Should Portosystemic Shunt Be Reconsidered in the Treatment of Intractable Ascites in Cirrhosis?

Dominique Franco, MD; Corinne Vons, MD; Oscar Traynor, MCh, FRCSI; Claude de Smadja, MD
Arch Surg. 1988;123(8):987-991. doi:10.1001/archsurg.1988.01400320073015.
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• Fifty-seven cirrhotic patients with intractable ascites had a portosystemic shunt. In 35 patients, a peritoneovenous shunt had previously failed. Forty-six patients were in Pugh's class B and 11 were in class C. There were three operative deaths (5.3%). Fifty-three (98.2%) of the 54 survivors were cleared of ascites. In one patient, ascites persisted because of postshunt heart failure that resulted in a marked increase of caval pressure. Twenty-seven patients (50%) had late encephalopathy, which was severe and disabling in 12 (22%). One- and three-year survival rates were 72% and 36%, respectively. These results suggest that although portosystemic shunts are remarkably effective in dealing with ascites, the high rate of postoperative encephalopathy is a strong argument against their routine use in the management of intractable ascites in cirrhosis.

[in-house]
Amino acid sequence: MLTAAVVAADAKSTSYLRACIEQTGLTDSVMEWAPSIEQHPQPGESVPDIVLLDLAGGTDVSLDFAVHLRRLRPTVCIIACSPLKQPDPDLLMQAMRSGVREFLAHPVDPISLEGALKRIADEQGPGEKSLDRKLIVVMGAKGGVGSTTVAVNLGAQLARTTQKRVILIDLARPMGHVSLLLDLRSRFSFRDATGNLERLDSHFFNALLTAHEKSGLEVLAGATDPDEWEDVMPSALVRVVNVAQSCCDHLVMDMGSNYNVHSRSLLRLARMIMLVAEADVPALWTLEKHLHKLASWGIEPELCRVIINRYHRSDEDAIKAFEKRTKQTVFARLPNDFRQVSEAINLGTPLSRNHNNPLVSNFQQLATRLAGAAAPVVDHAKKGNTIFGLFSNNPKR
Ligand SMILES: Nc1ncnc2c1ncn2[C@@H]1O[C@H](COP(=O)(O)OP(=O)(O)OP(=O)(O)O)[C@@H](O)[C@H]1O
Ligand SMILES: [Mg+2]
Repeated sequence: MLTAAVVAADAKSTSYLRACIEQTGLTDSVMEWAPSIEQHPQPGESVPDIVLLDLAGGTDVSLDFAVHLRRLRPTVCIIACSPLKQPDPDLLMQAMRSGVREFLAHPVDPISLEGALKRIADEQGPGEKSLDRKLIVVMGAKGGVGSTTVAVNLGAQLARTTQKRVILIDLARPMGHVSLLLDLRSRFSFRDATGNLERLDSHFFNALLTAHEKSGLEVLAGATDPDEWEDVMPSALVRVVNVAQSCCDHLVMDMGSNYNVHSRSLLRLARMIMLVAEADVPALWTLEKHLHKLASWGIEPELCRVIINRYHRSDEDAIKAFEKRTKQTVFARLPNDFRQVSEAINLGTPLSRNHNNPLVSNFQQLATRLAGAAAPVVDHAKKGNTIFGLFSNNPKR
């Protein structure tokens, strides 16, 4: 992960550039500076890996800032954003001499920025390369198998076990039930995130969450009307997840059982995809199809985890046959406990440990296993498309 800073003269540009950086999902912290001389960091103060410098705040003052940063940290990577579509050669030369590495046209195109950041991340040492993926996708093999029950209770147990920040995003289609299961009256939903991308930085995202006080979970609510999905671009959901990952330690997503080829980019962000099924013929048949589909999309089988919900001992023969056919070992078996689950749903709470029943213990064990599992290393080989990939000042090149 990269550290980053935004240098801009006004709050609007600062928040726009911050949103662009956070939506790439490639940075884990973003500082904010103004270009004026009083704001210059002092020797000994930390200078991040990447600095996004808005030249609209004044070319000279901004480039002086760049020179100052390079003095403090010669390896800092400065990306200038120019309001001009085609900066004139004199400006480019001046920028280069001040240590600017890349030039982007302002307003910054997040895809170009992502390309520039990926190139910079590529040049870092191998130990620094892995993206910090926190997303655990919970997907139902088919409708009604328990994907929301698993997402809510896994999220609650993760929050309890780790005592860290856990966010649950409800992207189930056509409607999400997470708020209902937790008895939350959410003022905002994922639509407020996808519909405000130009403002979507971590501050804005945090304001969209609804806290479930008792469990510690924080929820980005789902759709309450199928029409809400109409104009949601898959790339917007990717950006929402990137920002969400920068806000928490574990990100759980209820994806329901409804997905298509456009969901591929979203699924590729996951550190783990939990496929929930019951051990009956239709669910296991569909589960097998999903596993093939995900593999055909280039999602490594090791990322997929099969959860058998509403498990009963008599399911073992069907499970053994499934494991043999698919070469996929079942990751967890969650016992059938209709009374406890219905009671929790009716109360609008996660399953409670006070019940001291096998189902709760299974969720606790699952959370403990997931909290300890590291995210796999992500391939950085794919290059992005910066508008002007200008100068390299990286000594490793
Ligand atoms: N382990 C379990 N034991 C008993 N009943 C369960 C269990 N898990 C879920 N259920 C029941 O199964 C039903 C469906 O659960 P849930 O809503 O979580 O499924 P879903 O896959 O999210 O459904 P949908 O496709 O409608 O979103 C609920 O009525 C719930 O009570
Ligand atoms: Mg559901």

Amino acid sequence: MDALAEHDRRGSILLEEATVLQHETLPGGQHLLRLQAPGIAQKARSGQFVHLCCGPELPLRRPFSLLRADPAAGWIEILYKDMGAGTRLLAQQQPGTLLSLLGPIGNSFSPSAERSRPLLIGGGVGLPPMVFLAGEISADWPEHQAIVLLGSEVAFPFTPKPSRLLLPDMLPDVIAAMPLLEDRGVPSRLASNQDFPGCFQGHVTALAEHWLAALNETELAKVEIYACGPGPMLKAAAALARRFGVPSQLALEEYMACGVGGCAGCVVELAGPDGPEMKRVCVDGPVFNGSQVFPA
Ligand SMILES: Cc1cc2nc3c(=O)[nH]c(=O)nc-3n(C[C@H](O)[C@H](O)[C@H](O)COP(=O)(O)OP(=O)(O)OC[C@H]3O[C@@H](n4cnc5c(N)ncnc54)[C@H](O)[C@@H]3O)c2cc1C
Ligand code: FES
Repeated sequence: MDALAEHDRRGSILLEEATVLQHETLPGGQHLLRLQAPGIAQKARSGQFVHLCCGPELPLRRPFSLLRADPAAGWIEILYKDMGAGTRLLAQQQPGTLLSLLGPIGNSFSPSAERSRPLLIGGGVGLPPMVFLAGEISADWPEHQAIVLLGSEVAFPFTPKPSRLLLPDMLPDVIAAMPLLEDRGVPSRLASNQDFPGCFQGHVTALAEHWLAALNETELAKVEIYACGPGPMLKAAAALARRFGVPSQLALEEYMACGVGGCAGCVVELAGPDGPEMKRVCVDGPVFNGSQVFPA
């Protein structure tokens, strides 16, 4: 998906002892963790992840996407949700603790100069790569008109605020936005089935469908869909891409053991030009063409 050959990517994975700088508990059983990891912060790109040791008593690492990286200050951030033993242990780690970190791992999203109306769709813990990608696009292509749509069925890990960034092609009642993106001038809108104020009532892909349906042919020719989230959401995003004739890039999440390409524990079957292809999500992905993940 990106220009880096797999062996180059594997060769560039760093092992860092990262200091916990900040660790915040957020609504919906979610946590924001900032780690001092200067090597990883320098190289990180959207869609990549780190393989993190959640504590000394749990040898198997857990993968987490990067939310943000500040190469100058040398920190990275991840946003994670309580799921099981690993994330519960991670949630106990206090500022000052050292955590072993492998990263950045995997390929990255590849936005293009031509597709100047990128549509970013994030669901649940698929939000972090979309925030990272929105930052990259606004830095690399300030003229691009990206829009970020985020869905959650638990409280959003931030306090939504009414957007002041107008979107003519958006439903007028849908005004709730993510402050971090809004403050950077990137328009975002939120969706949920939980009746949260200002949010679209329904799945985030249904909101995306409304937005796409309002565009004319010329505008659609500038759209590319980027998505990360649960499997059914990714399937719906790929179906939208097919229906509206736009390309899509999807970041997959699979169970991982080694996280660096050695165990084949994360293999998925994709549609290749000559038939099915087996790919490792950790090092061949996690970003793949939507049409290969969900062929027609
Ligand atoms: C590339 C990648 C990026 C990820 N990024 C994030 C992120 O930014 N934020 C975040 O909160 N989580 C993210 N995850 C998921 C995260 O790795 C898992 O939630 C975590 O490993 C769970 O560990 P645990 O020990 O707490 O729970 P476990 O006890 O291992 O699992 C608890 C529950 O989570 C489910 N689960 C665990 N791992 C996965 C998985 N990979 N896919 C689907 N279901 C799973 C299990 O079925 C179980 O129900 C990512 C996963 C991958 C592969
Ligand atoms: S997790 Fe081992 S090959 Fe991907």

(Arch Surg 1988;123:987-991)


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